Yawl = Sloop (or Cutter) plus a pointless and tiny sail on an extra mast perched uncomfortably close to the tiller.
Ketch = Yawl with a sensible mizen mast and a more useful sail.
There were similar definitions of schooner, brigantine etc., but sorry it was a while ago and they've slipped out of my menory!


Brian

Currently building  Constructo's 'Enterprise 1799'. http://modelshipworl...ructo-wood-151/

Previous builds - La Petite Nella (aka the AL "Mare Nostrum"). http://modelshipworl...blynot-al-wood/

,            and a 1:8 scratch-build of 'Anastasia', my old sailing kayak from back in the 1940s. http://modelshipworl...-my-1949-kayak/<p>

,           (plus a couple of real canoes, 1:1 scale, more than 60 years ago)


#11
trippwj

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Specific to the Black Prince, may want to look into some Irish historical information.

 

Going through a sampling of the Ben Franklin papers led to a whole web (no pun intended) of tantalizing possibilities. It appears that the story relayed at this link captures the meat of the ships history:
http://www.historyir...eatures/?id=196
Here are a few excerpts:
"Luke Ryan and Edward Wilde of Loughshinny had become partners in a large smuggling vessel, the Friendship with fourteen swivel guns and a crew of sixty Rush men. In February 1778 the Friendship was fitted out at Sir John Rogerston’s Quay and converted from smuggler to privateer."
"The Friendship sailed from Dublin in February 1779 and returned by the end of May. It now appears that the Friendship was bought by the Dunkirk armateur Jean Torris, and both Ryan and Wilde (sometimes known as McCatter) were minority owners. Torris was in the unusual position of owning a privateer that still carried an English admiralty letter of marque.
The Friendship had returned to Ireland with contraband goods probably bought from Torris. The Irish revenue defined both Ryan and his first cousin Wilde of Rush as piratical smugglers. John Draper, Superintendent of Excise for Dublin Port, arrested the Friendship at Rogerstown with Wilde and some crew members and impounded the goods. Later, Wilde and some other members of the Friendship crew broke out of Black Dog Prison at Ringsend and boarded armed wherries which had arrived from Skerries. They took the Friendship, the revenue guard cut the anchor line, and they sailed back to Rush. Here, they collected Ryan and more men and sailed south-easterly to Dunkirk after leaving the revenue men on shore in Dorset."

"On arrival in Dunkirk, Jean Torris renamed the Friendship the Black Prince with Ryan in command and Edward Wilde (alias McCatter) and Patrick Dowling as his officers. Later Benjamin Franklin through Torris had commissioned the Black Prince as an American privateer with an American letter of marque. The only stipulation was that an American merchant seaman Stephen Marchant from Boston would be listed as captain to fulfil the legal requirements."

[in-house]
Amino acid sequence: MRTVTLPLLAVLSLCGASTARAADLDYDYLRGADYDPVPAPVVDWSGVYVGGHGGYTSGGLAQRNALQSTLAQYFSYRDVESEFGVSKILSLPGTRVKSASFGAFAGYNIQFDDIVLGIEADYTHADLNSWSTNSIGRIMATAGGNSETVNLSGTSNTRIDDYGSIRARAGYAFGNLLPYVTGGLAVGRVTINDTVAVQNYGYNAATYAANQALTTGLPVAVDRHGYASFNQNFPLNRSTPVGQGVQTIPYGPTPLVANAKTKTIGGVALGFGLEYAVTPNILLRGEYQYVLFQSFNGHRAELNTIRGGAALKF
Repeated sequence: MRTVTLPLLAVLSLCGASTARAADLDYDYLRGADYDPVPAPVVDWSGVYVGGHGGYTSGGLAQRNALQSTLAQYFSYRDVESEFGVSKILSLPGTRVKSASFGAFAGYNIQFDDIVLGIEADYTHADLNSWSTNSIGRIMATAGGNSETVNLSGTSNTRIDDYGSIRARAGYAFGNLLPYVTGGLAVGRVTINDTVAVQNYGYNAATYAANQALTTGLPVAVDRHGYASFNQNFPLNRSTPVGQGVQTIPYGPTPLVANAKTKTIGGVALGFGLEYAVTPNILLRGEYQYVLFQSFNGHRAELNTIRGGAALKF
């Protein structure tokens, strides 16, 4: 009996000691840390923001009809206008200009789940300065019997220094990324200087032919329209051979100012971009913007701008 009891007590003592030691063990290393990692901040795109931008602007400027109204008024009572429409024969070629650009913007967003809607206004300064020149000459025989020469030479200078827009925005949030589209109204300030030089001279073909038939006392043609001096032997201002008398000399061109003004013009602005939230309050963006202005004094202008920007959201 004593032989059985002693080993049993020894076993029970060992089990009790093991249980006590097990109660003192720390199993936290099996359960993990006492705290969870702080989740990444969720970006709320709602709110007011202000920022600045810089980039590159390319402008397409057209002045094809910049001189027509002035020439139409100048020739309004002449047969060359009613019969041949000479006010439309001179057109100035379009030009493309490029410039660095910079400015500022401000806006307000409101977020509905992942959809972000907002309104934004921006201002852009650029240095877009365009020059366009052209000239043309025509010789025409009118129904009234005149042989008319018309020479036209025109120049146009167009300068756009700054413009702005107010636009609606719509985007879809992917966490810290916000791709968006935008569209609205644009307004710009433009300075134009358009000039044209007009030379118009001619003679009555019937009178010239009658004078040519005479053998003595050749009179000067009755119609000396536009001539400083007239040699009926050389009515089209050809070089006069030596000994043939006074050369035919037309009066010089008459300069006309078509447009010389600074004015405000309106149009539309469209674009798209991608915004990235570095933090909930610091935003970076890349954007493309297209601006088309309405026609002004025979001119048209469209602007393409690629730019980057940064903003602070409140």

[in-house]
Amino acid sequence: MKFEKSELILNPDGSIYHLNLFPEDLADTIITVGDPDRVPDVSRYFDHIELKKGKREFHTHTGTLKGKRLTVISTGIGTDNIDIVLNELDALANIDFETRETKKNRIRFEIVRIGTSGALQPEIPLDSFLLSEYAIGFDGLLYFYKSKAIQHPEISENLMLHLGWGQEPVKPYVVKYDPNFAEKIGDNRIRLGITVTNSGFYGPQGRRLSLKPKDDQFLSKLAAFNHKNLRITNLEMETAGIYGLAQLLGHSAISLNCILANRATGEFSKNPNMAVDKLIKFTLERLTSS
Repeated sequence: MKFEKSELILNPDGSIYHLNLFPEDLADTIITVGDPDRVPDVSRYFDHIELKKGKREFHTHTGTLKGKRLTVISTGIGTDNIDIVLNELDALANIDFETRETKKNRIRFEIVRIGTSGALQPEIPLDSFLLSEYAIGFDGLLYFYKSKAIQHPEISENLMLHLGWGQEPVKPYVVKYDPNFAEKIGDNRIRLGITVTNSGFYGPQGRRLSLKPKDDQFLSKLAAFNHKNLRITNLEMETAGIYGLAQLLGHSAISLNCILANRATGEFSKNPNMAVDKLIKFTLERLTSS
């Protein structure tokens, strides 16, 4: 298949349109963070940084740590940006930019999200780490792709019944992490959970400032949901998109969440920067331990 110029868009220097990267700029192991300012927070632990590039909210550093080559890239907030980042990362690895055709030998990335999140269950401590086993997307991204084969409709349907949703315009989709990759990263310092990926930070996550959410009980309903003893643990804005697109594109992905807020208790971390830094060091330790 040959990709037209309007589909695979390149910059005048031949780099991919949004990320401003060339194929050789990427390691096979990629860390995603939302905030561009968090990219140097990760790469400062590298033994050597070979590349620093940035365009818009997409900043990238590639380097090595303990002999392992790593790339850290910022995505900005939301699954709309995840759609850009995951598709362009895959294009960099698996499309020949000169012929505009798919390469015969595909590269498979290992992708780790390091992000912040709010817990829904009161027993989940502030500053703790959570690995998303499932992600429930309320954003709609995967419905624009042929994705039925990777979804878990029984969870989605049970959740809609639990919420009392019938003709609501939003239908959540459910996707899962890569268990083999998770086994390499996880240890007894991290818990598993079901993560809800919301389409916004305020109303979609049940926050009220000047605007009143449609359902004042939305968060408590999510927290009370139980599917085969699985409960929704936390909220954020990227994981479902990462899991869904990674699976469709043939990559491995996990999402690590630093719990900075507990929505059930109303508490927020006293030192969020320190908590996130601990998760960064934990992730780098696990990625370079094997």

So - may be able to track back a bit further into the Friendship.

Note that there are conflicting descriptions in various sources - some describe her as a Sloop, others as a Corvette, and still others as a Cutter.


Wayne

 

Current builds -

USRC Harriet Lane (solid hull kit - nearing completion)

Fishing Smack Emma C. Berry (POF)

Aeropiccola Kit US Frigate Essex

 

Partially built, moved to the back of the shelf for now- USRC Detector (POB)

 

Masting & Rigging Research Project

 

Neither should a ship rely on one small anchor, nor should life rest on a single hope.
Epictetus


#12
Bomba Bear

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Wow Wayne great find.

 

I to have been digging a little deeper. Not so much as to the Black Prince specifically. But more into the use of the term Cutter as it relates to sailing ships during the time period surrounding the Princes existence.

 

One such article by a KJ Olsen titled "A History of the Revenue Fleet" The Sailing Cutters. In his article he points out that the term Cutter was used to describ the a smugglers ship or illicit trade vessel more that the actual contructed ship it shelf. That alot of the ships used during the late 17th to early 18th centuries were in all actuallity anything from a Wherries to Smacks from Sloops to Ketchs. It wasn't until the end of the first quarter of the 1800s the Cutters where coming into there own as defined shps built for a specific purpose.

 

So I am going to keep diving in and looking for more data and validate able evidence to bring my adventure to a more believable conclusion

 

Thanks Again

 

Dale


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#13
DFellingham

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I was doing some research on the internet the other evening and came across British Admiralty definitions (in effect during the period in question) for Royal Navy armed sailing vessels. Ships over 400 tons were classified into six rates. All decked and armed vessels under 400 tons were defined as sloops, whatever the actual rig whether it be a cutter, snow, brig, ketch, schooner or ship. For this period, "sloop" simply refers to size. I hope this helps a little.


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#14
russ

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For the Black Prince, the best book I have found is Ben Franklin's Privateers, by William Bell Clark.

 

Russ



#15
Bomba Bear

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Thanks Russ

That price tag will send the house hold in arms, and the nearest library is in Germany. I have decided to follow the Sloop configuration. Due mainly to the fact that her current hull build and deck lines are more in line with that type and style of design. As well as that seems to be the more general and popular description of the Black Prince.

I am not sure whether to go to a single mast format or stay with the current two. Although it is very clear that they will need to be straightened.

Everyone has been a big help and I am greatly appreciative of all your help. So I guess its back to the drawing broad and on with the kit bashing

Dale